In the stratosphere, the gravitational forces affect astronauts' bones by causing them to grow differently than they would on Earth, often leading to osteoporosis – a health condition characterized by insufficient bone tissue metabolism and lack of bone strength. 

To study the issue, the students simulated bone tissue growth in reduced gravity by using a model of the periodic and ordered precipitation of hydroxyapatite (the main mineral contained in bones and teeth). When mixed with other substances (e.g., gelatin and collagen), the mineral forms an insoluble precipitate, better known as a Liesegang ring, which is a common feature in agate and jasper rock formations. 

In the stratosphere, characterized by low temperature, gravity, and pressure, these rings are shaped differently than on Earth, essentially mimicking the growth of bone tissue in space. This was found during the previous launch, which took place on November 19. Back then, the students sent hydroxyapatite samples into the stratosphere to analyze the precipitation of hydroxyapatite on Earth and during the flight. This time, special silk proteins were added to one sample and a L-ascorbic acid to another. It is expected that the added compounds will help to slow down the destruction of bone tissue caused by the low gravity. 

For this experiment, the participants collaborated with the team Bioendurance. Apart from Daudi Dauddin, the head of the project and a student of ITMO’s ChemBio Cluster, the team also included Daniil Silin, an infochemistry student at ITMO, who was responsible for the chemical aspects of the project. The experiment was supervised by Ekaterina Skorb, the head of the university’s Infochemistry Center, and Svetlana Ulasevich, an associate professor at the center and the head of the biomimetic materials group. Students from the Bauman Moscow State Technical University Artyom Sannikov, German Yangalin, Nikita Volkov, Roman Sadovec, Nikita Shirokopetlev, Gleb Pankin, Ilya Danovskiy and Lev Puchkasov designed and assembled the satellite, while Damir Safarov from School No. 1535 and Roman Arduvanov from School No. 18 were in charge of its software. 

The experiment

The scientists ran two experiments: in the stratosphere and in a laboratory. Once the team prepared hydroxyapatite samples, they then added fibrous proteins from silk worms and L-ascorbic acid to the system. The proteins, which were provided by the project head’s company Silkins, were to act as cryoprotectants, whereas the acid was vital for the natural formation of connective and bone tissue. 

In order to study how these compounds form hydroxyapatite crystals in both environments, the researchers modeled a stratospheric satellite. The samples were placed in CubeSat, a box-shaped satellite for space exploration, which was supplied with a number of devices, including positioning, temperature, and radiation sensors, as well as a camera that recorded the process of tissue formation during the flight.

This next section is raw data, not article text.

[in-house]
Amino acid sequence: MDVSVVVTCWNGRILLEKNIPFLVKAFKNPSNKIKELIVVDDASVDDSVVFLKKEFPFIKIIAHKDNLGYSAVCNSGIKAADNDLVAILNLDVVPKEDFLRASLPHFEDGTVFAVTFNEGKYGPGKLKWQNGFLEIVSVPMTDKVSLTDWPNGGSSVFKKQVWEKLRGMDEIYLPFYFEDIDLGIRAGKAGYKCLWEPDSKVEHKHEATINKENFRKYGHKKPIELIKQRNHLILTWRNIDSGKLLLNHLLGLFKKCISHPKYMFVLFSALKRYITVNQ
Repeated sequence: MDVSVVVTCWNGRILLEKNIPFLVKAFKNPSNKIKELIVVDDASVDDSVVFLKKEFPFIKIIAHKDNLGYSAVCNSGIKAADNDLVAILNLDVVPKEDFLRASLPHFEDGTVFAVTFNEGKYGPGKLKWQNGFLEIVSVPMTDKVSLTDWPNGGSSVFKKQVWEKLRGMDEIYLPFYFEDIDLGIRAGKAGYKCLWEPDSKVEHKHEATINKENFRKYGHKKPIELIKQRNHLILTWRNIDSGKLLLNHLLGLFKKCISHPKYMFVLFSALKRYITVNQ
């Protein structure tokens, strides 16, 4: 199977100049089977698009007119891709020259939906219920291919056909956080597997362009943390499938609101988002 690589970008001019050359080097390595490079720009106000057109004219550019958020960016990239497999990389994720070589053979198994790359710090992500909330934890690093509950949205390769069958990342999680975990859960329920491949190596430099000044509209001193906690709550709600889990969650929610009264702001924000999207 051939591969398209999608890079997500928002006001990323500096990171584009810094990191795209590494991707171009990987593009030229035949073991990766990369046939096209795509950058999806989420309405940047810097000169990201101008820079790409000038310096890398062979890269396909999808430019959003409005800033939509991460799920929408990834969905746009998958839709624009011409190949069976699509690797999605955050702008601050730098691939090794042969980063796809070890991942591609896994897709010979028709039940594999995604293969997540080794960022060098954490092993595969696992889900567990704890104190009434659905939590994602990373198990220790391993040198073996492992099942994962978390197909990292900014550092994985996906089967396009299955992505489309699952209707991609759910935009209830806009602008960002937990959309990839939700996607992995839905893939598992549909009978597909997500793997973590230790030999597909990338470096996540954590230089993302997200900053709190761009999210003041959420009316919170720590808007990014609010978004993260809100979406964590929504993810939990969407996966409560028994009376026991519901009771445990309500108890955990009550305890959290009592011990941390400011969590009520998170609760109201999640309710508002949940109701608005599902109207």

The team’s CubeSat, as well as all other satellites participating in the educational initiative were attached to an aerostat (an aircraft that obtains its buoyancy using heated air). Once the aerostat ascended to 23 km, the balloon burst and sank to the ground using a stabilizing system. It traveled 49 km from the launch site and was located using GPS. After it was tracked, the samples were delivered to the laboratory for further analysis. In total, the aerostat was in the air for approximately one and a half hours. 

The aerostat in flight. Photo courtesy of Daudi Dauddin

The aerostat in flight. Photo courtesy of Daudi Dauddin


The researchers will now need to analyze the hydroxyapatite crystals formed during the experiment using scanning electron microscopy, X-ray phase analysis, and infrared spectroscopy, as well as to compare the procured samples with those from the laboratory. 

Thanks to the experiment, the researchers will be able to better understand the processes of mineralization and bone tissue formation in low gravity – and potentially use the crystals as bone structures in tissue engineering. 

“We expect fibroin proteins to help reduce bone loss in the stratosphere. The laboratory tests showed that a certain concentration of fibroin can make hydroxyapatite structures more ordered. In a sense, the process recreates that of the strengthening of bone tissue. We believe that fibroin proteins should reduce the destruction of hydroxyapatite crystals and increase the proliferation (accelerated differentiation) of osteoblasts that form bone tissues,” explained Daudi Dauddin, a student at ITMO’s ChemBio Cluster. 

Launch preparations. The team members (left to right): Artyom Sannikov, Daudi Dauddin, and Daniil Silin. Photo courtesy of Stratonavtika

Launch preparations. The team members (left to right): Artyom Sannikov, Daudi Dauddin, and Daniil Silin. Photo courtesy of Stratonavtika

The results of the study may potentially be used to create injectable bone-healing drugs to prevent bone loss in space and treat osteoporosis. 

The launch was held as part of Aerospace Engineering School – a competition organized by Lomonosov Moscow State University and the Fund for Support of Science and Education in Russia "Cassiopeia" to interest students in aerospace studies and adjacent fields.